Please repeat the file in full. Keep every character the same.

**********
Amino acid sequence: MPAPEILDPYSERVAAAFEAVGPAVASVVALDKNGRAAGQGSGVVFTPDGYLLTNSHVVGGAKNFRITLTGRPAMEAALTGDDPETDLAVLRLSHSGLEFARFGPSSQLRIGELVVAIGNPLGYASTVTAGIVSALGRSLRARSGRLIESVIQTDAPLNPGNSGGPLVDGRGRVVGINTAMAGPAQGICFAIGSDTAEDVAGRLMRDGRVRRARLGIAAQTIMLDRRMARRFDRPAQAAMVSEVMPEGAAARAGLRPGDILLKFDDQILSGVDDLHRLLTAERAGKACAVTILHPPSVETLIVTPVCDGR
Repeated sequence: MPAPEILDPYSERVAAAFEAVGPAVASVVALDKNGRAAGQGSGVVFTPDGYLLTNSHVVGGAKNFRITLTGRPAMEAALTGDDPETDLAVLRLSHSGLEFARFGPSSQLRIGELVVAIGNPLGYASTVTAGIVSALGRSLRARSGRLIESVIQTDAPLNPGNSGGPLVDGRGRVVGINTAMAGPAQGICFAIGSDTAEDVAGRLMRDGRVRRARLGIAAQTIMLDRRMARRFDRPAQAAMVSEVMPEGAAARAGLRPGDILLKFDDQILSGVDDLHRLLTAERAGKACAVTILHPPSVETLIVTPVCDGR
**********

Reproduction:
Amino acid sequence: MPAPEILDPYSERVAAAFEAVGPAVASVVALDKNGRAAGQGSGVVFTPDGYLLTNSHVVGGAKNFRITLTGRPAMEAALTGDDPETDLAVLRLSHSGLEFARFGPSSQLRIGELVVAIGNPLGYASTVTAGIVSALGRSLRARSGRLIESVIQTDAPLNPGNSGGPLVDGRGRVVGINTAMAGPAQGICFAIGSDTAEDVAGRLMRDGRVRRARLGIAAQTIMLDRRMARRFDRPAQAAMVSEVMPEGAAARAGLRPGDILLKFDDQILSGVDDLHRLLTAERAGKACAVTILHPPSVETLIVTPVCDGR
Repeated sequence: MPAPEILDPYSERVAAAFEAVGPAVASVVALDKNGRAAGQGSGVVFTPDGYLLTNSHVVGGAKNFRITLTGRPAMEAALTGDDPETDLAVLRLSHSGLEFARFGPSSQLRIGELVVAIGNPLGYASTVTAGIVSALGRSLRARSGRLIESVIQTDAPLNPGNSGGPLVDGRGRVVGINTAMAGPAQGICFAIGSDTAEDVAGRLMRDGRVRRARLGIAAQTIMLDRRMARRFDRPAQAAMVSEVMPEGAAARAGLRPGDILLKFDDQILSGVDDLHRLLTAERAGKACAVTILHPPSVETLIVTPVCDGR